Thursday, November 10, 2011

Veterans Day Is Time to Plant Poppies

Seeing the little red paper poppies on Veterans Day is a good reminder that Poppies as well as other early spring annuals can be planted in November.
Papaver rhoeas, Corn Poppy
A reminder of the blood shed for Freedom.

"Take up our quarrel with the foe:
To you from failing hands we throw
The torch; be yours to hold it high.
If ye break faith with us who die
We shall not sleep, though poppies grow
In Flanders fields." - Major John McCrae

November-scattered seeds know when to sprout. In our climate they may start to make growth soon. In colder climates, poppy seeds can even be thrown out over the snow where you want them to grow.


If red or pink poppies are not to your liking, you might use California Poppies along with some Larkspur.

In case you don't remember how various annual seedlings look in early spring, I made a
some years back showing young sprouts in order to distuguish them from weeds.

Here's a look at 2009 poppies:



I was just out in the cold wind looking to see what might still be blooming by Bloom Day.
I should have been in the house going through saved seeds and deciding what to scatter where.
While I was out there I discovered a new color of Viola that had not bloomed before.

In addition to blue-purples we have red-purples.

Violas might like a bit of fertilizer on
and a sprinkle of pink poppy seeds along the edges.

If you have some seeds tucked away to scatter, it is time.
After you scatter them, go look at the links at Tootsie's page.


Secrets of a Seedscatterer       

11 comments:

  1. Your poppies are really beautiful! I enjoyed seeing them today.

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  2. I have been reading poppies all the time, is this the same as the opium poppies? Once here even the seeds sprinkled on breads were not allowed, controlled. But the flowers are so beautiful which i haven't seen in person. It doesn't grow in the tropics. The violas are my favorites too, but i have seen them in my few foreign travels.

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  3. I am going to try some poppies in the back parking area where my neighbors (who are renters) park! I sure do hope they grow and cover up some of that eyesore, at least for a little while.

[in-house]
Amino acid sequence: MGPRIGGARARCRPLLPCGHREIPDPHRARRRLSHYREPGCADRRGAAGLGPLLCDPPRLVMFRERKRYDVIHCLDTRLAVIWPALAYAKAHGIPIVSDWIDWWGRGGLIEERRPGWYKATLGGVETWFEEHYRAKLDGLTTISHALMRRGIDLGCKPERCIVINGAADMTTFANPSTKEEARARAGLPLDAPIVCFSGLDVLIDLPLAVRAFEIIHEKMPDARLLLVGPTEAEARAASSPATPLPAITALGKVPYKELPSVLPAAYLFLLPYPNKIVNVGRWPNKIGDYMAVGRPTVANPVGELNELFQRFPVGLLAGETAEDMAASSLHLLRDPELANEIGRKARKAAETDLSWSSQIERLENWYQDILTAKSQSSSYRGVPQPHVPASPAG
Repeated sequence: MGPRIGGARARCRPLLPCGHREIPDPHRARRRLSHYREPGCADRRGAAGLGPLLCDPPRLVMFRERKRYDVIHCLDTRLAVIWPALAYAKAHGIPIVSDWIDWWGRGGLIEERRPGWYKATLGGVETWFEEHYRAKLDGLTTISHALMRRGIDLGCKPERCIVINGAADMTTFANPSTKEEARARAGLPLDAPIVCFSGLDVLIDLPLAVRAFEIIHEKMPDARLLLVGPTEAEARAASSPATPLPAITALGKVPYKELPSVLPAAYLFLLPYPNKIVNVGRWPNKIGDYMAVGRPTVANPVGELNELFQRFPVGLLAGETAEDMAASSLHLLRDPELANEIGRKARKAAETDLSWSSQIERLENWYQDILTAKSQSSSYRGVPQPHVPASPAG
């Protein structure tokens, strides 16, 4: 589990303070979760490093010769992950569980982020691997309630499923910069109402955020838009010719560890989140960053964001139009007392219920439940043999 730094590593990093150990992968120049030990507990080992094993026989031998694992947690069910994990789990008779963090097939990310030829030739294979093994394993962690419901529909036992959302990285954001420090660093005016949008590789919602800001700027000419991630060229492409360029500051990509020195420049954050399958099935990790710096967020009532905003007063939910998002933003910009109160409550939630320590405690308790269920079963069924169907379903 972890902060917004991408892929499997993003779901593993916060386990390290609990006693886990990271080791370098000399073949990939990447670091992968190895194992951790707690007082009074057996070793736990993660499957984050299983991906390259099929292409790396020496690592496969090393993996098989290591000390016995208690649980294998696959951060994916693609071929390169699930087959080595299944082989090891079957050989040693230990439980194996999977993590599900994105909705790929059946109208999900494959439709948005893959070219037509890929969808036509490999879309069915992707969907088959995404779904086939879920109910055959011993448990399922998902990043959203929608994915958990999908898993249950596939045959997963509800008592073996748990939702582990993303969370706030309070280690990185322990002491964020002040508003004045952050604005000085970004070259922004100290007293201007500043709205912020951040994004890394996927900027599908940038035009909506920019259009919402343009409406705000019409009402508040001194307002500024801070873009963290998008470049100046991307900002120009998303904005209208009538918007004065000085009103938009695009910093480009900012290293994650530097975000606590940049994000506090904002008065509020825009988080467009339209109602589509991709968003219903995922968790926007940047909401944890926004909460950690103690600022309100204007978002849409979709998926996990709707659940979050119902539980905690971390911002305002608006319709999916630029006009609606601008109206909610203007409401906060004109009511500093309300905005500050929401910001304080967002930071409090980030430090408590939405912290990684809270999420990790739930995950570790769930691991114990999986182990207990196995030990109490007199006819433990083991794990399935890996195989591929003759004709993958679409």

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  4. The poppies seen on Remembrance Day are Papaver rhoeas, commonly called Corn Poppy. They contain no opium. Opium Poppies are Papaver somniferum.

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  5. I'll be scattering more poppy seeds today...love your pansies!

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  6. Yes, I need to scatter some poppy seeds. They will be a welcome site next year.

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  7. I did not know that you could scatter poppy seeds this time of year. I will keep that in mind as they are a favorite of mine. Wishing you a great weekend! Cheers, Jenni

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  8. The color on your violas is gorgeous. I did not know you could throw poppies on the snow and that they would survive.

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  9. I thought all poppies are same as those for opium :) and I didn't know poppy seeds thrown in the snow can spout! Now I wonder if a poppy plant can ever be grown in my garden.

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  10. Ooh, thanks for the reminder! I think it might be a little late in my cooler climate, but I think I will scatter a few seeds anyway!

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I look forward to comments and questions and lively discussion of gardening and related ideas.



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